We use cookies to make sure our website better meets your expectations.
You can adjust your web browser's settings to stop accepting cookies. For further information, read our cookie policy.
SEARCH
IN Warsaw
Exchange Rates
Warsaw Stock Exchange - Indices
The Warsaw Voice » Other » June 17, 2009
You have to be logged in to use the ReadSpeaker utility and listen to a text. It's free-of-charge. Just log in to the site or register if you are not registered user yet.
From the Publisher
June 17, 2009   
Article's tools:
Print

Security, the military and technology go hand in hand. Military technology has always fascinated governments worldwide; it is key to national security, and is also a driving force behind the development of civilian technology.

While national security is without a doubt the top priority, Poland's current international position requires it to shoulder the burden of responsibility for not only its own security, but also that of other countries. The key context is NATO. As new threats materialized on a previously unseen scale after Sept. 11, 2001, Poland's responsibilities on the international arena considerably increased, particularly in Iraq and Afghanistan where Poland deployed its troops. Other aspects of the issue include a program for modernizing Poland's armed forces, the new identity of the Atlantic Alliance, and a common defense policy in the European Union. All this demonstrates the magnitude of the challenges that the Polish armed forces must meet. While political leaders will provide answers to the political questions involved, questions about the security of Polish troops will have to be answered by Polish scientists and engineers.

In February 2005, a group of 33 institutions and companies led by the Warsaw-based Military University of Technology (WAT) established a research and development consortium called the Polish Technology Platform of Security Systems. The consortium's members work together to meet the needs of the Polish military and civilian services in the wake of the 9/11 terrorist attacks on America and threats to global security, writes Marek Mejssner in this issue of The Polish Science Voice.

The consortium works as part of the European Commission's 2003 agenda for technology platforms and aims to promote Polish achievements in the field of security. Member companies and institutions have set out to develop state-of-the-art equipment and technology for the state administration and uniformed services.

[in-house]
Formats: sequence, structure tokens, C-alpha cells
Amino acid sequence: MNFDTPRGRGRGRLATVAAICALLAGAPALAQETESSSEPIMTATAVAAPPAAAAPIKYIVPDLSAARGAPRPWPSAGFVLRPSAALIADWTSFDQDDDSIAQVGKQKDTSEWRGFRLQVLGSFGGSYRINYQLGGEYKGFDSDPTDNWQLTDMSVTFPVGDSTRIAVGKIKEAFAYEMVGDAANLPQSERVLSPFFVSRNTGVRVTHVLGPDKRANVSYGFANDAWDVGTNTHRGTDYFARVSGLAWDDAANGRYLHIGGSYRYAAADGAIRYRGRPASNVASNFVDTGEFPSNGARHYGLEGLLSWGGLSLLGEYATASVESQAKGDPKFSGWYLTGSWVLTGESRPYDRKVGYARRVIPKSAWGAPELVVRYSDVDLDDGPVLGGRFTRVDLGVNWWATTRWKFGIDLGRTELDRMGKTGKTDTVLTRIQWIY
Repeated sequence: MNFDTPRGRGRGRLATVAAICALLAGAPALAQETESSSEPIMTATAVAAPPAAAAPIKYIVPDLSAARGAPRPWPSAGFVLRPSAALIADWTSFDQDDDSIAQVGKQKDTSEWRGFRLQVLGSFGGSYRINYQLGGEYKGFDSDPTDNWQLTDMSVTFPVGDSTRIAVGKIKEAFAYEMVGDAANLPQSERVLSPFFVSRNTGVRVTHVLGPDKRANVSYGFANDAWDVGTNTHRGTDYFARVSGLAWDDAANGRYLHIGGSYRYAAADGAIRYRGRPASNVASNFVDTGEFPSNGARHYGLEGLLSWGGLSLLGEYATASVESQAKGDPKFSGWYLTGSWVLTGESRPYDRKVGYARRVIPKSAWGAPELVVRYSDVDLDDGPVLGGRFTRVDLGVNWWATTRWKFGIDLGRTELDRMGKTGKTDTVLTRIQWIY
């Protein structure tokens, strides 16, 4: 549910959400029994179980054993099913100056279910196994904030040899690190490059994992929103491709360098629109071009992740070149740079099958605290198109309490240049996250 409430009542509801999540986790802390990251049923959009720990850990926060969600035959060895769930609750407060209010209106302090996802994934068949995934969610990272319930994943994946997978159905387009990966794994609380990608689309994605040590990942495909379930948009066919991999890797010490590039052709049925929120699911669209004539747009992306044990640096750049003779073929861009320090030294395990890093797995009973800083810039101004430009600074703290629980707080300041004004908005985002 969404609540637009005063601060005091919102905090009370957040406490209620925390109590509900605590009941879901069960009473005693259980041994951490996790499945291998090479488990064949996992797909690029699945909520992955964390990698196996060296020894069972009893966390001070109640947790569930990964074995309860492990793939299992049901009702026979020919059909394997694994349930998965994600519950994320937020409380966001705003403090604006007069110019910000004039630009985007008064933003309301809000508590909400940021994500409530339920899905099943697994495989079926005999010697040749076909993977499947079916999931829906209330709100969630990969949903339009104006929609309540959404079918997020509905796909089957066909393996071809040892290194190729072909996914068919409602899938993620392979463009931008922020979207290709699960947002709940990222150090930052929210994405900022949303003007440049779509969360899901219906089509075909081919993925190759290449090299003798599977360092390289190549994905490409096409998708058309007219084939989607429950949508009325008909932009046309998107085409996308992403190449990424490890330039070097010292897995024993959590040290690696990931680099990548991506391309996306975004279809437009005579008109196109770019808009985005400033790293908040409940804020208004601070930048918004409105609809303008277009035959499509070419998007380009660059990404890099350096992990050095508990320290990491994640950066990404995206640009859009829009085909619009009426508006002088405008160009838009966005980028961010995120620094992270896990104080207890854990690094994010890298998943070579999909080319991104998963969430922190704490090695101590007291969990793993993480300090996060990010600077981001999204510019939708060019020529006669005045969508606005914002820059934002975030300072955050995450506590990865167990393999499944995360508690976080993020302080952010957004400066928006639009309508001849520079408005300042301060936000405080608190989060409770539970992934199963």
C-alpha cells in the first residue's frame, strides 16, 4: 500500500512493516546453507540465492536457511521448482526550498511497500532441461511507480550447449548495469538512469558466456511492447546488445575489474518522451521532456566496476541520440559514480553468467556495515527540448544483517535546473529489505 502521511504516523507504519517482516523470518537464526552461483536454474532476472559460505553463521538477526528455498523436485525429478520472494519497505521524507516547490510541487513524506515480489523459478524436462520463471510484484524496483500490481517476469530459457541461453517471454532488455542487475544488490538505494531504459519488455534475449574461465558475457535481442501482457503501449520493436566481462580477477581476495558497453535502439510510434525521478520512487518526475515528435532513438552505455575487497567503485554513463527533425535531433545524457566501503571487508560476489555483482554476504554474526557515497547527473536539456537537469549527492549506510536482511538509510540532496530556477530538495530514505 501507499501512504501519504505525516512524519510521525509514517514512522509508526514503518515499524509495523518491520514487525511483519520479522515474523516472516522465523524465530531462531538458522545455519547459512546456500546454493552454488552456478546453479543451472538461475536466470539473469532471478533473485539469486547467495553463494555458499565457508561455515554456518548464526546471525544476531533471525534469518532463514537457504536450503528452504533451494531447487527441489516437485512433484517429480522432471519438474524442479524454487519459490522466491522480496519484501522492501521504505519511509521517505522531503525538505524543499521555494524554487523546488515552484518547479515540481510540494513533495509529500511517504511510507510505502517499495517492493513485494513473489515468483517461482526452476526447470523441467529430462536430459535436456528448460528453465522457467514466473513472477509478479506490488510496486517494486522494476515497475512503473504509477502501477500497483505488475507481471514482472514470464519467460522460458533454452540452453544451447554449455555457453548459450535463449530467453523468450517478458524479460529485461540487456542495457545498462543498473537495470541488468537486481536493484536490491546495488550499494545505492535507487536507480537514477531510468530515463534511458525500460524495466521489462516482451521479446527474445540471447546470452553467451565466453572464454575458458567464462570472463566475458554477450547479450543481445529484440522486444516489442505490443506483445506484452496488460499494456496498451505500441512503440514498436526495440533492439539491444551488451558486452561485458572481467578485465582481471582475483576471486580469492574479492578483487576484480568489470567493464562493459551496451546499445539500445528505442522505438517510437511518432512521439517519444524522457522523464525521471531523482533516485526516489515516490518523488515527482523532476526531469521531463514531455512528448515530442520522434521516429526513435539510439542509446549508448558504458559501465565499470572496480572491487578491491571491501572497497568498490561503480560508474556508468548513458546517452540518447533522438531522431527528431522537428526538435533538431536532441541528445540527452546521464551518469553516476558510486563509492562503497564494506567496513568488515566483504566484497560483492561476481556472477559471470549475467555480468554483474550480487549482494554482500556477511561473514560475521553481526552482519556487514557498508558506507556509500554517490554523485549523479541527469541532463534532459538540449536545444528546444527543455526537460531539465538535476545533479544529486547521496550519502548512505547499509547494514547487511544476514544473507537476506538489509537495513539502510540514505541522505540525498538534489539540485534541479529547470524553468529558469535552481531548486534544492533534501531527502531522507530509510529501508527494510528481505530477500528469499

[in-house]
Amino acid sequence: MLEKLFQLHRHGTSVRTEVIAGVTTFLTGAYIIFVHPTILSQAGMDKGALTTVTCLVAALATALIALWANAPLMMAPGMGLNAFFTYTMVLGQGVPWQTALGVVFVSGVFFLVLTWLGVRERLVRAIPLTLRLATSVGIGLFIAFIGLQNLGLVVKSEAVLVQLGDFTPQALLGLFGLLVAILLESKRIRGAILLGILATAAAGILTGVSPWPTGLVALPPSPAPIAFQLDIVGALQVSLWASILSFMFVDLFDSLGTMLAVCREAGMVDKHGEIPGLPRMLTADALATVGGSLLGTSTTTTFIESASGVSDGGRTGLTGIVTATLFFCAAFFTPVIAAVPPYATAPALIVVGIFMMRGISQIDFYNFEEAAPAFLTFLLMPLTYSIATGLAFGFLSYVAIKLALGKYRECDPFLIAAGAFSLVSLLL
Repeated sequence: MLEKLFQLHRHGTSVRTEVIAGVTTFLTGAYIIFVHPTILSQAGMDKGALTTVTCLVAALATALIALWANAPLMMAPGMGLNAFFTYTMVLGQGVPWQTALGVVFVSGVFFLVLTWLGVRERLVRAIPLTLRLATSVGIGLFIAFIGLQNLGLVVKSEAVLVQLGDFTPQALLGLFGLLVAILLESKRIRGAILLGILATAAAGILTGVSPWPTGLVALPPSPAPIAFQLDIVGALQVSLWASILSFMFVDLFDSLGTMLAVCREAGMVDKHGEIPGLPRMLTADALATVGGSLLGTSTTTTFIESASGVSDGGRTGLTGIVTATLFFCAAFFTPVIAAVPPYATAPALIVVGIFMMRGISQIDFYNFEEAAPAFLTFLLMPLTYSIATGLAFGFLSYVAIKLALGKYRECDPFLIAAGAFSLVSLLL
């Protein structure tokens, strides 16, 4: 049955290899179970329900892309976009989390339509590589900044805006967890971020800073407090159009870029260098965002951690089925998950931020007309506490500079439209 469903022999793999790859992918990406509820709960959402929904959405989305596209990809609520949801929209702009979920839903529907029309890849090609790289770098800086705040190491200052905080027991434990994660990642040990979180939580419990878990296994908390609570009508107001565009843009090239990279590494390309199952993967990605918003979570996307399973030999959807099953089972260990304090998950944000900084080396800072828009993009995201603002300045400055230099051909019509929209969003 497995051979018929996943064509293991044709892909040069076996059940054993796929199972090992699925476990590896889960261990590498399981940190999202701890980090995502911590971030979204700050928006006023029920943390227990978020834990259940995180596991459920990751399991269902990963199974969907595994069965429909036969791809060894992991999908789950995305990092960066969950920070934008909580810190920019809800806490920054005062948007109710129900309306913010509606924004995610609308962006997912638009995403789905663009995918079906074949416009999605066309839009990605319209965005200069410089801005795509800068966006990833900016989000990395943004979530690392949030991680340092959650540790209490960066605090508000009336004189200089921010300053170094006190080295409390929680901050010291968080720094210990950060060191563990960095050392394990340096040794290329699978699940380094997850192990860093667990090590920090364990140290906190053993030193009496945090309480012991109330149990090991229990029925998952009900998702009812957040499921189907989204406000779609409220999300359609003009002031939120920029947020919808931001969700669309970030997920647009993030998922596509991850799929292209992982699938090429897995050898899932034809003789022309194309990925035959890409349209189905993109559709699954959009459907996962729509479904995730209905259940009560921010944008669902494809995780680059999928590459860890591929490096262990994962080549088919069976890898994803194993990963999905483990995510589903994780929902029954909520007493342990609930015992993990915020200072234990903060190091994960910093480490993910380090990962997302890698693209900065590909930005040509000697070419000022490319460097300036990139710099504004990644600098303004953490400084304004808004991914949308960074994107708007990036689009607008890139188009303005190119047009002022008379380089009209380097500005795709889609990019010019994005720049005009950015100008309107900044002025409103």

Mejssner's article details the wide range of technologies developed by companies and institutions affiliated in the consortium. These include a new light armored vehicle for the military, upgraded armor plating for a wheeled personnel carrier, state-of-the-art radar systems, and a system of sensors for monitoring security in cities. In his article, Mejssner shows how military technology can be easily adapted for civilian use.

Scientists, engineers, new technology, innovation... Włodzimierz Hausner, director of the Polish Federation of Engineering Associations (NOT) Innovation Center and a special guest of this issue of The Polish Science Voice takes us through the labyrinth of Polish patent regulations and intellectual property protection. "A frequent mistake is assuming that an idea is an innovation. It's not true," says Hausner. "An innovation is something that has been implemented; an innovation is a change that brings financial results. I will always argue three things: there is no innovation without research; innovations must prove their mettle on the market; time is the enemy of innovation. There was a time when the market was stable and a given product was manufactured for many years. Today technological changes occur quickly, especially in the production of cars or mobile phones. There is no need to protect every idea; we just have to improve our products."

In another interview published in this issue of The Polish Science Voice, Prof. Janusz Rachoń, a senator and chairman of the Scientific Council of the National Center for Research and Development, talks to Adam Grzybowski about the links between science and politics. Rachoń has 40 years of experience working in the Polish science sector. He is a researcher, former university rector and investor. Eighteen months ago he took over as chairman of the Scientific Council of the National Center for Research and Development, which carries out tasks stemming from government science and innovation policy.

Before he became a senator, Rachoń was rector of the Gdańsk University of Technology. In this issue of The Polish Science Voice we report on this giant university, which has 1,200 teachers and more than 20,000 students in nine faculties providing a total of 27 undergraduate and graduate courses.

Moreover, as usual, we report on a range of the latest developments in Polish science.
© The Warsaw Voice 2010-2018
E-mail Marketing Powered by SARE